According to a new study, one of the giants of the deep is shrinking before our eyes.
The younger generation of the endangered North Atlantic right whales are, on average, about a meter smaller than whales 20 years ago, according to drone and airplane data in a study in Current Biology on Thursday.
Scientists say man is to blame. Entanglements with fishing gear, collisions with ships, and climate change shifting their food supplies north are straining and shrinking these large whales, according to the study.
The decreasing size is a threat to the species’ overall survival as the whales do not have as many offspring. They’re not tall enough to breastfeed their young or even get pregnant, the study authors said.
These marine mammals grew to an average of 14 meters, but now the younger generation is on their way to not quite 13 meters on average, according to the study.
“This is not about ‘short’ right whales, it is about the physical manifestation of a physiological problem, it is the pre-heart attack chest pain,” said Regina Asmutis-Silvia, Executive Director of Whale and Dolphin Conservation North America is not part of the degree . “Ignoring it will only lead to an inevitable tragedy, while recognizing and treating can literally save a life, or in this case an entire species.”
There are only about 356 North Atlantic right whales left, up from 500 in 2010, said Amy Knowlton, co-author of the study, a senior scientist at the New England Aquarium. Other estimates put the population at around 400, although researchers agree that the population is shrinking.
In the past, scientists and activists have focused solely on whale dying, but now they realize that there is a problem with surviving whales that can still cause populations to continue to shrink, the study co-author said , Michael Moore, director of marine mammals at Woods Hole Oceanographic Institute. The authors were able to photograph 129 right whales and use a computer program to compare them with right whales of the same age 20 years ago.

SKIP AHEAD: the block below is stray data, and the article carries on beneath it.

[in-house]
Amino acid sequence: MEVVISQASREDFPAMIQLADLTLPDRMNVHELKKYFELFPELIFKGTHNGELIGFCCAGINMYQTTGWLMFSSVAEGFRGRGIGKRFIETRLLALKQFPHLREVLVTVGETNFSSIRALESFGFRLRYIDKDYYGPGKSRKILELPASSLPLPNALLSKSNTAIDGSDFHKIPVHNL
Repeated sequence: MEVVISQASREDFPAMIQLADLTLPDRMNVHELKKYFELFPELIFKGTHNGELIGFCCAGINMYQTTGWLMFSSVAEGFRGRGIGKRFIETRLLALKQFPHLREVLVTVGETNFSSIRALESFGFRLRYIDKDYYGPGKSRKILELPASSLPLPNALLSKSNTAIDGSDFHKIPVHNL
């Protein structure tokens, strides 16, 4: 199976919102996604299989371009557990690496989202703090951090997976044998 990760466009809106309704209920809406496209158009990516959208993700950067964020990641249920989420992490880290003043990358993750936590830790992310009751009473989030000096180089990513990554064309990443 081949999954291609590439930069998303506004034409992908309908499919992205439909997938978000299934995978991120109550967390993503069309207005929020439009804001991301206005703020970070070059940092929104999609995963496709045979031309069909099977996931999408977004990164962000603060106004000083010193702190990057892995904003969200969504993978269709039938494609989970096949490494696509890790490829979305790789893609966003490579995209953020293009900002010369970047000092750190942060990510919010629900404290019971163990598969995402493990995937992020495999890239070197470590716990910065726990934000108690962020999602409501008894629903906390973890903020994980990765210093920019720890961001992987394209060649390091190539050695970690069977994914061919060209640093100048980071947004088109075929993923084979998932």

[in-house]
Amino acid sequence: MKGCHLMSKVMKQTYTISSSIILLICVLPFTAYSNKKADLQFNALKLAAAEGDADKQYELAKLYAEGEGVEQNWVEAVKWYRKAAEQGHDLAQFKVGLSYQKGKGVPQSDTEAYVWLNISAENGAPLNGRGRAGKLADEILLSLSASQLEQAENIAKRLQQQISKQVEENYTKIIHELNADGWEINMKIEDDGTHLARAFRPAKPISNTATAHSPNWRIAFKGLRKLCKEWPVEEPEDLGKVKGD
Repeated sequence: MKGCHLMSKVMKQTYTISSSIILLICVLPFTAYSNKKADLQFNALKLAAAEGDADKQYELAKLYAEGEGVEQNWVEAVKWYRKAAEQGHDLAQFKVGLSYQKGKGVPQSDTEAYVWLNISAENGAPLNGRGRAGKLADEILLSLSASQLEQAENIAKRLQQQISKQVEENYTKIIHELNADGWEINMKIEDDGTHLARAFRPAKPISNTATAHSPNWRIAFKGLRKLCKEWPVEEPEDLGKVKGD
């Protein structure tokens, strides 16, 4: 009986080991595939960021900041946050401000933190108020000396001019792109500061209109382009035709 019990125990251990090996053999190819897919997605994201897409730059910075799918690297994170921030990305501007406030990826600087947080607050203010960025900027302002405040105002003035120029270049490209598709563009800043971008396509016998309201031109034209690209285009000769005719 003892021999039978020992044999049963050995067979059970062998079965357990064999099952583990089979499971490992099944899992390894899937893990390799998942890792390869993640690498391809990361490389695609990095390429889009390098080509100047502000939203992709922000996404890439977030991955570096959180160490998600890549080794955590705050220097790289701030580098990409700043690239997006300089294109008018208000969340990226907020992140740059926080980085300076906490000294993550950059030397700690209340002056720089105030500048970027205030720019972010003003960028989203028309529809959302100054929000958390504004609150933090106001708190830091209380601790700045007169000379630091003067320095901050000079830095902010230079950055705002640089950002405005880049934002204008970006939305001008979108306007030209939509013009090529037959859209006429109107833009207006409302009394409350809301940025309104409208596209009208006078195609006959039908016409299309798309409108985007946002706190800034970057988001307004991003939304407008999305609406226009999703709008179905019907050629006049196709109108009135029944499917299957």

The problem arose on a research trip a few years ago when Knowlton and others saw a couple of small whales and a dead whale. They assumed the small whales were less than a year old due to their size, but the review found that the whales were actually around two years old. Whale calves typically double in two years, said the study’s lead author, Joshua Stewart, a researcher with the National Oceanic and Atmospheric Administration.
The study’s authors said the # 1 problem with smaller right whales is entanglement in fishing gear, especially ropes, which have become stronger and heavier for whales.
“Over 83% of the species have been entangled at least once in their life, some even eight times,” said Knowlton. “If it doesn’t kill them, it will certainly affect their fertility.”
Collisions with ships are another problem. Both fishing gear and ship crashes have been addressed in some normal feeding areas for the whales with government regulations. But since 2010, climate change has caused plankton that marine mammals eat to migrate north and east to unregulated areas, increasing entanglements and falls, Knowlton said.
The shift in feeding grounds has added physical stress to the North Atlantic right whales, which were already thin compared to their southern cousins, Moore said.
“We know that climate change has affected some of their main prey sources, so entangled whales are likely to experience a triple blow: less food, less ability to search for it while burning more energy,” said marine biologist Boris Worm. from Dalhousie University, who did not participate in the study. “It’s heartbreaking to think about the lives some of these whales lead.”
Patrick Whittle contributed from Portland, Maine.